What? No Texas horse bloggers have responded so far? I’m a Texas girl through and through – born here, went to college here, stayed here to work. You think the state is wide open spaces and that’s true but I keep my horse in a commercial barn smack dab in the middle of the city, so they live in a space the size of a NYC apartment. I live in north Texas and it feels like we have cold weather and then unbelievably hot weather. Someday, I’ve got to do a blog post about my barn / trainer / training situation to sum this all up.

    1. Olivia Post author

      I’ve visited Texas. Once. I also had the idea that Texas was always warm, but I’ve read enough Texas based horse blogs now that I realize it can be cold there.

  15. Kaity Clark

    Really interesting post – I’ve only been to California once, to visit family in the LA area. I felt super out of place and uncomfortable the entire time (born and raised midwestern girl/awkward 16 y/o), and I absolutely couldn’t believe how SPRAWLING the city was. There’s so much space! I would love to go back and visit Northern California some time – it looks stunning! But I definitely wouldn’t want to live there.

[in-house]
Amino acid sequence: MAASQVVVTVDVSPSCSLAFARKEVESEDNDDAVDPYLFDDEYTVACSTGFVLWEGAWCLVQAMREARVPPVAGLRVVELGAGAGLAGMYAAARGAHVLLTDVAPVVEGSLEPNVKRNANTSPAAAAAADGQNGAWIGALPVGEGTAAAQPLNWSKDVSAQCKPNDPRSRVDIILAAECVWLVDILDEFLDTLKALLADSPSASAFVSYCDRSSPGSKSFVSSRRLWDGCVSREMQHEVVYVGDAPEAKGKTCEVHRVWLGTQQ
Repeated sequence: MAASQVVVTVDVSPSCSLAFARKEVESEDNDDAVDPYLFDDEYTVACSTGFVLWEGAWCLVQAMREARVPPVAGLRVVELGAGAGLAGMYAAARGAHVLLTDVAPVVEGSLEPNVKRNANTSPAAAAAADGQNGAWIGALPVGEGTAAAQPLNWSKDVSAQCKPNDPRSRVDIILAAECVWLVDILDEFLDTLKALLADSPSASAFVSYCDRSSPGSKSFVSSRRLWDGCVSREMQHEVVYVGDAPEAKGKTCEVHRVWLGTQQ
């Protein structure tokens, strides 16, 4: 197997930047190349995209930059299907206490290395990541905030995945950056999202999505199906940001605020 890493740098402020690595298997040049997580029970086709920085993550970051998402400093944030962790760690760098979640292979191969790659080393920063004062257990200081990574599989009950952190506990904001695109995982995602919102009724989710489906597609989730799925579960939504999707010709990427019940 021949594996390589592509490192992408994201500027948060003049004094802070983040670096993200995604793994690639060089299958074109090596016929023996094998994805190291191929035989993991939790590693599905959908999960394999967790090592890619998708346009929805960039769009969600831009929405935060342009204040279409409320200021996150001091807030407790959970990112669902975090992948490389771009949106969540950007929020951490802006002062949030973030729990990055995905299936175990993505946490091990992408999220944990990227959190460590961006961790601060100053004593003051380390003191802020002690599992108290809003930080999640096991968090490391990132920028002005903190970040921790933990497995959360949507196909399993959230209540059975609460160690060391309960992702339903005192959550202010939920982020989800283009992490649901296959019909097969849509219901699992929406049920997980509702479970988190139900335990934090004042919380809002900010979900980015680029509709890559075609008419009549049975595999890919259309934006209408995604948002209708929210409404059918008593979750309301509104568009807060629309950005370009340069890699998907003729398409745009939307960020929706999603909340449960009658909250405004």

1. Olivia Post author

      It’s really pretty up here. LA is a huge city; it’s very different than SF. I haven’t spent much time in South CA myself.

  16. Bakersfield Dressage

    As a life-long Californian, it’s funny to read what a “visitor” thinks of our state. I gripe far more about the political climate of California than I do about the meteorological climate.

    I grew up in northern California (Sacramento/Humboldt County). From Humboldt County, the Bay Area felt like southern California! Now that I live in Central California, an area that you missed, we endure constant over-looking. North and south are quite easy to identify when you live in the Central Valley. LOL